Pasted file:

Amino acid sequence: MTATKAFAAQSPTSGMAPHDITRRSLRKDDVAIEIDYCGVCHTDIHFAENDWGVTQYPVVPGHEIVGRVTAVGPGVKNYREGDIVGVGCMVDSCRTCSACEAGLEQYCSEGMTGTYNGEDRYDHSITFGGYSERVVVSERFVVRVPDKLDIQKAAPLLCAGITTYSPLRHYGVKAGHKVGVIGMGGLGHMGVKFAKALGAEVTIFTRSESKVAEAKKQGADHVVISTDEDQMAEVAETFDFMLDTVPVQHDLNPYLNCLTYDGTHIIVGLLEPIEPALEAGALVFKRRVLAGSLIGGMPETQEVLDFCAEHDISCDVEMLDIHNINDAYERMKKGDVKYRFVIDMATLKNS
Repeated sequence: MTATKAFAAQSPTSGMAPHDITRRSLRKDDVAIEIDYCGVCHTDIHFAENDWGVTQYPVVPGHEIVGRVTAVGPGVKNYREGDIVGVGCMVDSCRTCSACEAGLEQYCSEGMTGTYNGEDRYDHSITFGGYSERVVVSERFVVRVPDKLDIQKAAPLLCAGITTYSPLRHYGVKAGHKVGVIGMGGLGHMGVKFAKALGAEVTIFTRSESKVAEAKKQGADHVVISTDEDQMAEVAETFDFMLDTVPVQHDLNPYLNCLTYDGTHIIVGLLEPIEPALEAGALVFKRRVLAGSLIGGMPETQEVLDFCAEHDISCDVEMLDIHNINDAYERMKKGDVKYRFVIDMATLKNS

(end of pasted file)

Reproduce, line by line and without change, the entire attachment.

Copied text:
Amino acid sequence: MTATKAFAAQSPTSGMAPHDITRRSLRKDDVAIEIDYCGVCHTDIHFAENDWGVTQYPVVPGHEIVGRVTAVGPGVKNYREGDIVGVGCMVDSCRTCSACEAGLEQYCSEGMTGTYNGEDRYDHSITFGGYSERVVVSERFVVRVPDKLDIQKAAPLLCAGITTYSPLRHYGVKAGHKVGVIGMGGLGHMGVKFAKALGAEVTIFTRSESKVAEAKKQGADHVVISTDEDQMAEVAETFDFMLDTVPVQHDLNPYLNCLTYDGTHIIVGLLEPIEPALEAGALVFKRRVLAGSLIGGMPETQEVLDFCAEHDISCDVEMLDIHNINDAYERMKKGDVKYRFVIDMATLKNS
Repeated sequence: MTATKAFAAQSPTSGMAPHDITRRSLRKDDVAIEIDYCGVCHTDIHFAENDWGVTQYPVVPGHEIVGRVTAVGPGVKNYREGDIVGVGCMVDSCRTCSACEAGLEQYCSEGMTGTYNGEDRYDHSITFGGYSERVVVSERFVVRVPDKLDIQKAAPLLCAGITTYSPLRHYGVKAGHKVGVIGMGGLGHMGVKFAKALGAEVTIFTRSESKVAEAKKQGADHVVISTDEDQMAEVAETFDFMLDTVPVQHDLNPYLNCLTYDGTHIIVGLLEPIEPALEAGALVFKRRVLAGSLIGGMPETQEVLDFCAEHDISCDVEMLDIHNINDAYERMKKGDVKYRFVIDMATLKNS